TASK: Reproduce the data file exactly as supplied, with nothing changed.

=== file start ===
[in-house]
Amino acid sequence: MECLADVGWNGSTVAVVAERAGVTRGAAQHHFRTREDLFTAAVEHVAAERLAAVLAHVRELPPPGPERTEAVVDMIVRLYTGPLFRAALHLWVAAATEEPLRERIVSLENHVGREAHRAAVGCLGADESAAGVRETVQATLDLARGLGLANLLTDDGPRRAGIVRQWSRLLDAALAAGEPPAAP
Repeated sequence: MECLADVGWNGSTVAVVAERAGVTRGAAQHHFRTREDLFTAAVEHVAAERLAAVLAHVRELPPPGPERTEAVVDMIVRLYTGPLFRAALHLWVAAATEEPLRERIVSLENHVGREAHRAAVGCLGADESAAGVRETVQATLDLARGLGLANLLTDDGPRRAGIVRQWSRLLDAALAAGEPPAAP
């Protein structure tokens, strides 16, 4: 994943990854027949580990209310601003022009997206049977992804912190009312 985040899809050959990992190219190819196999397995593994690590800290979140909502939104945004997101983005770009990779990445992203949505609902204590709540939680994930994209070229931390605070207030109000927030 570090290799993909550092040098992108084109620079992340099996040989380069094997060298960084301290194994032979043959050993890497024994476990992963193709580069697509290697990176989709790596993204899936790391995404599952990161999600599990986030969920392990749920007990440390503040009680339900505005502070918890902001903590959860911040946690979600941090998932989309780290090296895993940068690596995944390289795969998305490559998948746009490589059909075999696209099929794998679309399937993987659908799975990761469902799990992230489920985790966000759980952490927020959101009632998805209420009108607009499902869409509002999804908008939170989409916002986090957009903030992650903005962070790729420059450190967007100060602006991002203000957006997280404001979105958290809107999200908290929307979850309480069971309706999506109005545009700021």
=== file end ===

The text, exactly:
[in-house]
Amino acid sequence: MECLADVGWNGSTVAVVAERAGVTRGAAQHHFRTREDLFTAAVEHVAAERLAAVLAHVRELPPPGPERTEAVVDMIVRLYTGPLFRAALHLWVAAATEEPLRERIVSLENHVGREAHRAAVGCLGADESAAGVRETVQATLDLARGLGLANLLTDDGPRRAGIVRQWSRLLDAALAAGEPPAAP
Repeated sequence: MECLADVGWNGSTVAVVAERAGVTRGAAQHHFRTREDLFTAAVEHVAAERLAAVLAHVRELPPPGPERTEAVVDMIVRLYTGPLFRAALHLWVAAATEEPLRERIVSLENHVGREAHRAAVGCLGADESAAGVRETVQATLDLARGLGLANLLTDDGPRRAGIVRQWSRLLDAALAAGEPPAAP
């Protein structure tokens, strides 16, 4: 994943990854027949580990209310601003022009997206049977992804912190009312 985040899809050959990992190219190819196999397995593994690590800290979140909502939104945004997101983005770009990779990445992203949505609902204590709540939680994930994209070229931390605070207030109000927030 570090290799993909550092040098992108084109620079992340099996040989380069094997060298960084301290194994032979043959050993890497024994476990992963193709580069697509290697990176989709790596993204899936790391995404599952990161999600599990986030969920392990749920007990440390503040009680339900505005502070918890902001903590959860911040946690979600941090998932989309780290090296895993940068690596995944390289795969998305490559998948746009490589059909075999696209099929794998679309399937993987659908799975990761469902799990992230489920985790966000759980952490927020959101009632998805209420009108607009499902869409509002999804908008939170989409916002986090957009903030992650903005962070790729420059450190967007100060602006991002203000957006997280404001979105958290809107999200908290929307979850309480069971309706999506109005545009700021």